2. The apparatus of claim 1 wherein a bafile member is disposed within said receptacle means directly above said orifice to prevent disruption of the surface of said actuated fluid.

References Cited in the file of this patent UNITED STATES PATENTS 2,529,028 Landon Nov. 7, 1950 2,549,231 Perkins Apr. 17,- 1951 2,827,853 Bradley Mar. 25, 1958 2,829,600 Sveda Apr. 8, 1958

Patent Citations
Cited PatentFiling datePublication dateApplicantTitle
US2529028 *Jul 31, 1947Nov 7, 1950Landon Standard PoolsChemical feeder
US2549231 *Mar 17, 1947Apr 17, 1951Perkins Alfred GAlarm device for milking machines
US2827853 *Apr 8, 1955Mar 25, 1958Kontak Mfg Company LtdPumps for metering liquids
US2829600 *Mar 23, 1955Apr 8, 1958Sveda VladimirConveying semi-liquid, plastic, loose or paste-like materials
Referenced by
Citing PatentFiling datePublication dateApplicantTitle
US3784330 *Apr 17, 1972Jan 8, 1974Bosch Gmbh RobertFuel injection apparatus for gas turbine-type vehicle power plant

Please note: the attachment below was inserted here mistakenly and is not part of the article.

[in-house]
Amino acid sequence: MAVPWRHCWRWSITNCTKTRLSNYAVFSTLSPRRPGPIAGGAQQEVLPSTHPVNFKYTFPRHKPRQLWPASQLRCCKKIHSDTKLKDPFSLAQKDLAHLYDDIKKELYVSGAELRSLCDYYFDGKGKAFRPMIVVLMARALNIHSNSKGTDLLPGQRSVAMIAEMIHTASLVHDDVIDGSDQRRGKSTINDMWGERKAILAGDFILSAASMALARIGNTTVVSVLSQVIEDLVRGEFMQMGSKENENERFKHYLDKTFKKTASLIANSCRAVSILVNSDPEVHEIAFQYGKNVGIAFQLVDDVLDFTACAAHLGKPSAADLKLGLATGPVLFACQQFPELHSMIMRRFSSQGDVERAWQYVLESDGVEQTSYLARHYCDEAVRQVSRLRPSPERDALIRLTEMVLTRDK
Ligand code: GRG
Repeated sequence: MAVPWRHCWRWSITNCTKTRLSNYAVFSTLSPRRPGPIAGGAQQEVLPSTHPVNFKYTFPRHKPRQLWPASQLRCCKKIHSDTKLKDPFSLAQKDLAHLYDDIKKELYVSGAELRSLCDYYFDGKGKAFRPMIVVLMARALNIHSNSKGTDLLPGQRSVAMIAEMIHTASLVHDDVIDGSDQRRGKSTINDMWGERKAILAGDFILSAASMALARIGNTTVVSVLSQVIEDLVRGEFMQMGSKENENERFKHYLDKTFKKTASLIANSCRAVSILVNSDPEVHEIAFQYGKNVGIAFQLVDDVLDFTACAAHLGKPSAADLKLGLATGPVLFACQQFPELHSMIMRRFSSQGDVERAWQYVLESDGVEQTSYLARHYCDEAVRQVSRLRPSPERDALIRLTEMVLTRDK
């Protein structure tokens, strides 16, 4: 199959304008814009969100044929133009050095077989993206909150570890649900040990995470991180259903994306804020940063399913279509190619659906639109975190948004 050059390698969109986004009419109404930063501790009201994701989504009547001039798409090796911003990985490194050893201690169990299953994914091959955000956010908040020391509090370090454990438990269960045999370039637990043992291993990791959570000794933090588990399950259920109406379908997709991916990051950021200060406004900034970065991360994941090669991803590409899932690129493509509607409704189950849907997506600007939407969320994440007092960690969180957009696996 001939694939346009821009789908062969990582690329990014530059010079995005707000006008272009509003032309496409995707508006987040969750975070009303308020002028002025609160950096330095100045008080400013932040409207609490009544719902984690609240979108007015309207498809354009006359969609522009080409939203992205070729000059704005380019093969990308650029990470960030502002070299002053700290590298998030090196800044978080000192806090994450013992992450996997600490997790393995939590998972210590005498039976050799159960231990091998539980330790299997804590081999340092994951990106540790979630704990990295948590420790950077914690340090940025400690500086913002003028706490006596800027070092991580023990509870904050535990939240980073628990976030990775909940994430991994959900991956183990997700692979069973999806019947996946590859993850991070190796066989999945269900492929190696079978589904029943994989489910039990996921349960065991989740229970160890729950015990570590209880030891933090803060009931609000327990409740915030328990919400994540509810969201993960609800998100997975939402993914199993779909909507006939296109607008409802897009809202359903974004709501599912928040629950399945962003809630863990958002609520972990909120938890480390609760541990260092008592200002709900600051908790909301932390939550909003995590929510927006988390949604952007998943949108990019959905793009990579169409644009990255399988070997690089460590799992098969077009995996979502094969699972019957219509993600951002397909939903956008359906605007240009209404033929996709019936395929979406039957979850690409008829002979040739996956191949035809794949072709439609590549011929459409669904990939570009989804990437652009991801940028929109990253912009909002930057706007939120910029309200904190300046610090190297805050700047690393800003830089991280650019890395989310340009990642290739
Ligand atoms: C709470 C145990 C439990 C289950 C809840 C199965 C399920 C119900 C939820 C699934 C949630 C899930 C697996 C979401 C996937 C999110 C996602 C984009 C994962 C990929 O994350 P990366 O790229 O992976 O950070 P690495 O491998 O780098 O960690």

US4350477 *Apr 20, 1977Sep 21, 1982Mazal Charles NPneumatic pulsatile fluid pump
US4662829 *Mar 7, 1984May 5, 1987C. R. Bard, Inc.Pulsatile pump
US4741678 *Nov 25, 1986May 3, 1988C. R. Bard, Inc.Pulsatile pump
US5193986 *Jan 6, 1992Mar 16, 1993Grant Manufacturing CorporationFluid pump
US5325667 *Feb 24, 1993Jul 5, 1994Humanteknik AbMachine for transforming pressure or potential energy of a fluid into mechanical work
US5470305 *Apr 19, 1993Nov 28, 1995Stryker CorporationIrrigation handpiece with built in pulsing pump
US5718668 *Nov 17, 1995Feb 17, 1998Stryker CorporationIrrigation handpiece with built in pulsing pump
US6022329 *Jan 20, 1998Feb 8, 2000Stryker CorporationIrrigation handpiece with built in pulsing pump